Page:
The Mating Mind: How Sexual Choice Shaped the Evolution of Human Nature

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Doubleday, 2000 - Science - 503 pages
2 Reviews
"Evolutionary psychologist Geoffrey Miller shows the evolutionary power of sexual choice and the reasons why our ancestors became attracted not only to pretty faces and healthy bodies, but to minds that were witty, articulate, generous, and conscious. The richness and subtlety of modern psychology help to reveal how the human mind evolved, like the peacock's tail and the elk's antlers for courtship and mating." "Drawing on new ideas from evolutionary biology economics, and psychology, Miller illuminates his arguments with examples ranging from natural history to popular culture, from the art of New Guinea's bowerbirds to the sexual charisma of South Park's school chef. Along the way, he provides insights into the inarticulacy of teenage boys, the diversity of ancient Greek coins, the reasons why Scrooge was single, the difficulties of engaging with modern art, and the function of sumo wrestling."--BOOK JACKET.Title Summary field provided by Blackwell North America, Inc. All Rights Reserved

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User Review  - Drifter83 - LibraryThing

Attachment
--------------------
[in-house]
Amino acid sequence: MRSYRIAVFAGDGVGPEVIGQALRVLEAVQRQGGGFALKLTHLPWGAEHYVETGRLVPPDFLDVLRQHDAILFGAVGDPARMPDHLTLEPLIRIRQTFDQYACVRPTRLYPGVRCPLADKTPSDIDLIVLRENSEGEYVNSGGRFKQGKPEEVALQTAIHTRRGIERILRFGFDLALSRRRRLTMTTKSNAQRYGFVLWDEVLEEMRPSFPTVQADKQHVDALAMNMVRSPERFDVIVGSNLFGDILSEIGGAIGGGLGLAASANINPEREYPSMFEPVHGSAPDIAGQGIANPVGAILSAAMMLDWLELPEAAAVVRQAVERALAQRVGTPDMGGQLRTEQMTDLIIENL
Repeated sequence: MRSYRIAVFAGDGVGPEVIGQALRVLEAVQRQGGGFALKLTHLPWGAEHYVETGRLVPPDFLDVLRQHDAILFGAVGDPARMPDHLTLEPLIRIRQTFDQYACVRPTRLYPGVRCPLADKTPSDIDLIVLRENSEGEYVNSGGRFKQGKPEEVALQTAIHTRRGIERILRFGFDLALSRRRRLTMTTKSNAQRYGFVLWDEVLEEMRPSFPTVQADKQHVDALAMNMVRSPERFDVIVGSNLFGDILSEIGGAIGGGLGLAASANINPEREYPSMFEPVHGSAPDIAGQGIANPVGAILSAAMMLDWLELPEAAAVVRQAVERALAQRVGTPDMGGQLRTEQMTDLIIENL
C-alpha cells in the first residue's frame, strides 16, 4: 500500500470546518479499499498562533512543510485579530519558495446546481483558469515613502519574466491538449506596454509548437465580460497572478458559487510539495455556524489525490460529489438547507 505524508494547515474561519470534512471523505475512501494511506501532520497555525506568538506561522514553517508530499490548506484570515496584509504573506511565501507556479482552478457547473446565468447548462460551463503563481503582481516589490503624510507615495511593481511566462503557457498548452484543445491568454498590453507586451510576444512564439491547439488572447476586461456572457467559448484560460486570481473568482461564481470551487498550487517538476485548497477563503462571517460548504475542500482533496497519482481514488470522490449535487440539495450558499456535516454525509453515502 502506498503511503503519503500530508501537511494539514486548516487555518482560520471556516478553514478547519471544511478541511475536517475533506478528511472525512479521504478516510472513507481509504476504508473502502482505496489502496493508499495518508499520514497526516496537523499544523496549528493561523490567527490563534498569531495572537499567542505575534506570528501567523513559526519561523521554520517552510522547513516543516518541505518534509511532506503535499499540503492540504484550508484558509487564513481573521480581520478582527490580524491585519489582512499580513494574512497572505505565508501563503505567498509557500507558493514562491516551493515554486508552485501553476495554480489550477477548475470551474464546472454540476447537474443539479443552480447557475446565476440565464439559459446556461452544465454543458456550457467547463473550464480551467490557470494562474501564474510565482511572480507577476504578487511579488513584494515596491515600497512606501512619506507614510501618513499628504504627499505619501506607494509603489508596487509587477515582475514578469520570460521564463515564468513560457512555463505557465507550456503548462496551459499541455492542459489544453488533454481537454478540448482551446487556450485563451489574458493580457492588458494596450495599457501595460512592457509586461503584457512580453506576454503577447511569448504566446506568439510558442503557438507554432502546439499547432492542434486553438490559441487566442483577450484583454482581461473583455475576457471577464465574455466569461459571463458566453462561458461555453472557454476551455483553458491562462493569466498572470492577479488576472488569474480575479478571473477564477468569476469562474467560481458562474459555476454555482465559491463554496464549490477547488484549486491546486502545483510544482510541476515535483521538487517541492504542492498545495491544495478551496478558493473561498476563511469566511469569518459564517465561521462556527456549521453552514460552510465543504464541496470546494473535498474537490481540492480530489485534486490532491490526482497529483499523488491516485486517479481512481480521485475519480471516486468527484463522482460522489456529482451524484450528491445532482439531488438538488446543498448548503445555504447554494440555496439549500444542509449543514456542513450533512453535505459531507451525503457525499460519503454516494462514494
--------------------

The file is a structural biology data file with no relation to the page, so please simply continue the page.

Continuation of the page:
I am always impressed when very smart people in very technical fields can effectively explain their work to the rest of us. Miller does this, and he does it in an entertaining (and sexy) way.What I ... Read full review

The mating mind: how sexual choice shaped the evolution of human nature

User Review  - Not Available - Book Verdict

Miller (senior research fellow, Centre for Economic Learning and Social Evolution, Univ. Coll., London) here argues that the human mind and human behaviorDincluding language and moralityDhave evolved ... Read full review

Contents

Central Park
1
Darwins Prodigy
33
The Runaway Brain
68
Copyright

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About the author (2000)

Geoffrey F. Miller is senior research fellow at the Centre for Economic Learning and Social Evolution at University College, London. Born in 1965 in Cincinnati, he studied at Columbia University and received a Ph.D. in cognitive psychology from Stanford University. After moving to Europe, he worked at the Universities of Sussex and Nottingham and at the Max Planck Institute of Psychological Research in Munich. He lives in Surrey with his family.

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